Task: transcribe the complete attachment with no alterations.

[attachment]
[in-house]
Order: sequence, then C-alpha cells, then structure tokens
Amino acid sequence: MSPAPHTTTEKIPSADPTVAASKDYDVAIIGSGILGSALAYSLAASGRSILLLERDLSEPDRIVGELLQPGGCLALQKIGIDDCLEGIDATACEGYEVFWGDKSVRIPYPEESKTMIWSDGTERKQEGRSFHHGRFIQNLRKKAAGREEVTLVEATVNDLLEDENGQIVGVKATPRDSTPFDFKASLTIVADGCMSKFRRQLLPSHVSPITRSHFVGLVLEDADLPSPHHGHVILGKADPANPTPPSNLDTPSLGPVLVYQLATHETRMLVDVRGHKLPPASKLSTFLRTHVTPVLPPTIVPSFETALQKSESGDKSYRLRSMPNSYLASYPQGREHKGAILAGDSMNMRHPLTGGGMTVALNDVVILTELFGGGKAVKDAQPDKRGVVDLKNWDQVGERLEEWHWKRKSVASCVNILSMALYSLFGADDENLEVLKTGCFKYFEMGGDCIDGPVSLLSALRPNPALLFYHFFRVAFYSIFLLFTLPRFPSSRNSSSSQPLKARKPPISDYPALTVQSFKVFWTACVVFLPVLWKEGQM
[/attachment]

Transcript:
[in-house]
Order: sequence, then C-alpha cells, then structure tokens
Amino acid sequence: MSPAPHTTTEKIPSADPTVAASKDYDVAIIGSGILGSALAYSLAASGRSILLLERDLSEPDRIVGELLQPGGCLALQKIGIDDCLEGIDATACEGYEVFWGDKSVRIPYPEESKTMIWSDGTERKQEGRSFHHGRFIQNLRKKAAGREEVTLVEATVNDLLEDENGQIVGVKATPRDSTPFDFKASLTIVADGCMSKFRRQLLPSHVSPITRSHFVGLVLEDADLPSPHHGHVILGKADPANPTPPSNLDTPSLGPVLVYQLATHETRMLVDVRGHKLPPASKLSTFLRTHVTPVLPPTIVPSFETALQKSESGDKSYRLRSMPNSYLASYPQGREHKGAILAGDSMNMRHPLTGGGMTVALNDVVILTELFGGGKAVKDAQPDKRGVVDLKNWDQVGERLEEWHWKRKSVASCVNILSMALYSLFGADDENLEVLKTGCFKYFEMGGDCIDGPVSLLSALRPNPALLFYHFFRVAFYSIFLLFTLPRFPSSRNSSSSQPLKARKPPISDYPALTVQSFKVFWTACVVFLPVLWKEGQM